Spaghetti squash tacos with black beans. The first time I ate spaghetti squash was in these tacos. Ignore any notion you may have that spaghetti squash can only be used as a spaghetti replacement, and try these out. The squash shines in its own way with a punchy lime chili powder sauce.

Sweet potato nachos with black beans. I don’t know if I would call these nachos…loaded fries seems more apt. Either way, it was an excuse to pile beans and cheese on fries and call it dinner. I didn’t have smoked cheddar on hand, so I used a shredded Mexican blend. Easy and gratifying.

20160924_103331Pesto polenta with tomato and egg. I actual made this for dinner, with sauteed greens and garlic topped with an egg, and the leftover polenta became breakfast the next day with tomatoes instead.

Tomato cheddar galette. This galette was GOOD. Incredibly flaky crust, a thin layer of mustard, a dense cheddar base, and sweet tomato slices. It was like a great tomato grilled cheese….but with more butter. We had it alongside an eggplant salad, and to bulk the meal up a bit for lunch I made hard boiled eggs.

Vegetable soup with chickpeas and greens. This soup was entirely born out of the things in our fridge and a desire to clean out the freezer. I started the soup with a chopped onion, carrot, and pepper, and then added in 3 minced cloves of garlic. Then went in a couple quarts of stock, chickpeas, and a big pinch of salt. That simmered for a bit, then I added a huge bunch of chopped greens (kale, collards, and chard) until just wilted. Served with grated parm, a dollop of pesto, and toasted crusty bread.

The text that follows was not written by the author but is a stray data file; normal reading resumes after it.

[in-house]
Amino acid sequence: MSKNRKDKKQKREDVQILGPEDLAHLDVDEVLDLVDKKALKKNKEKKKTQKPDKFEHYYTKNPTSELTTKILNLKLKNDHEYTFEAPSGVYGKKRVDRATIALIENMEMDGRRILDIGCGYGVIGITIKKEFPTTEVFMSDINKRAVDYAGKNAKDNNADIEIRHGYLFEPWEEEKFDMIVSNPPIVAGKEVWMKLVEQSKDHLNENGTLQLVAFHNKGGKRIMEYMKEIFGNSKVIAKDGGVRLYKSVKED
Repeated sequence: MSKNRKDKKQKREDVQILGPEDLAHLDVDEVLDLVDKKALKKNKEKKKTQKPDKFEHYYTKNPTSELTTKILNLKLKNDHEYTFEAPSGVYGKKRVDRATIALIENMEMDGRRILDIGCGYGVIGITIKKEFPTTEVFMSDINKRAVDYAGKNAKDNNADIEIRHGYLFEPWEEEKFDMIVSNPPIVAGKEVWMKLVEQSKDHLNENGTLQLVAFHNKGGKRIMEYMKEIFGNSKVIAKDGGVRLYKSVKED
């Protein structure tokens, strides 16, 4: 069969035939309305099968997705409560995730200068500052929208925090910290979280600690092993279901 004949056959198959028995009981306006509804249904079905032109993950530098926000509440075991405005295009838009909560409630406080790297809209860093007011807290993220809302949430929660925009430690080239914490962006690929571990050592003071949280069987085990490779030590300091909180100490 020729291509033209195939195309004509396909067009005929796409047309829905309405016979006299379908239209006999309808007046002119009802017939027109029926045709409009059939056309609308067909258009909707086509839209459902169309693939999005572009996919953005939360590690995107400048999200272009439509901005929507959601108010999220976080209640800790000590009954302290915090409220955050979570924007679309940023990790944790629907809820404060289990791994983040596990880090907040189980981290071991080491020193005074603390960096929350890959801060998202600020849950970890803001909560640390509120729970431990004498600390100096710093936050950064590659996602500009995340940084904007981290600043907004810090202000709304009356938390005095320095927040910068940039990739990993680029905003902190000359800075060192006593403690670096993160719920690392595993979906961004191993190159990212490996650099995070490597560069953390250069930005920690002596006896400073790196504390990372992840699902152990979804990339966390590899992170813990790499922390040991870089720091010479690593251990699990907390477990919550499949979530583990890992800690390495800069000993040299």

20161001_165724Fig, olive oil, and sea salt challah. I didn’t actually try this since it was a gift, but I’ve made it before and it was delightful. It comes together including baking in about 3 hours, the directions are incredibly easy to follow, and then you’ve made challah! I don’t have a stand mixer with a dough hook, so I start the dough in the food processor and run it until the motor starts to get annoyed.

Spaghetti with vodka sauce. This barely counts as cooking because I took half a box of noodles out of the pantry, topped them with jarred vodka sauce that had been evicted from our freezer, and then finished with cheese. But you should know that I don’t always feel like cooking with much exertion.

20161001_105059Apple Dutch baby. An impressive breakfast without all the fuss of flipping. I skipped the step of cleaning the pan, reheating it, and then putting the apples back in. I just poured the batter in and stuck the whole thing in the hot oven and everything was fine.

A repeat breakfast recently has been toast, a swipe of Dijon mustard, fried tomatoes, and a fried egg.